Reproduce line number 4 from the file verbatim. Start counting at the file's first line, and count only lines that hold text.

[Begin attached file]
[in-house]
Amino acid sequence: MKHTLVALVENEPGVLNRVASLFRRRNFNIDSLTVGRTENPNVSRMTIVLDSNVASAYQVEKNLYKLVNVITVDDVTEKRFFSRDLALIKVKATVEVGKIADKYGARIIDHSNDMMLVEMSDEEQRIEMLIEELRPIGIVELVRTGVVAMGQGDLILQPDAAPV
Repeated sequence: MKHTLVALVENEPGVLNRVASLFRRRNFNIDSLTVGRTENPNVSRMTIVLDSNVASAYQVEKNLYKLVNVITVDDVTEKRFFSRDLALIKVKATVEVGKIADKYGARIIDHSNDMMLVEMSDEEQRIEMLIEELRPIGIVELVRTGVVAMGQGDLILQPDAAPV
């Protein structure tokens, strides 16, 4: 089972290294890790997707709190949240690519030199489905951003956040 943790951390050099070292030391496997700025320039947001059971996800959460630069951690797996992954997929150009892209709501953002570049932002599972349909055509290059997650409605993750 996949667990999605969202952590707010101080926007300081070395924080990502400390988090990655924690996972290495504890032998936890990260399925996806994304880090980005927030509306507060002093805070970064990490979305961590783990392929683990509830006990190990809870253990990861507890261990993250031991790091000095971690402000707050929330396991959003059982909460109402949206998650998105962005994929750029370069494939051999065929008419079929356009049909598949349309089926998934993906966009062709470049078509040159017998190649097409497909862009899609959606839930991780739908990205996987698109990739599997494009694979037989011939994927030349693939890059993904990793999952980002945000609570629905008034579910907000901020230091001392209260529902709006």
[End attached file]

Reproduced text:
């Protein structure tokens, strides 16, 4: 089972290294890790997707709190949240690519030199489905951003956040 943790951390050099070292030391496997700025320039947001059971996800959460630069951690797996992954997929150009892209709501953002570049932002599972349909055509290059997650409605993750 996949667990999605969202952590707010101080926007300081070395924080990502400390988090990655924690996972290495504890032998936890990260399925996806994304880090980005927030509306507060002093805070970064990490979305961590783990392929683990509830006990190990809870253990990861507890261990993250031991790091000095971690402000707050929330396991959003059982909460109402949206998650998105962005994929750029370069494939051999065929008419079929356009049909598949349309089926998934993906966009062709470049078509040159017998190649097409497909862009899609959606839930991780739908990205996987698109990739599997494009694979037989011939994927030349693939890059993904990793999952980002945000609570629905008034579910907000901020230091001392209260529902709006």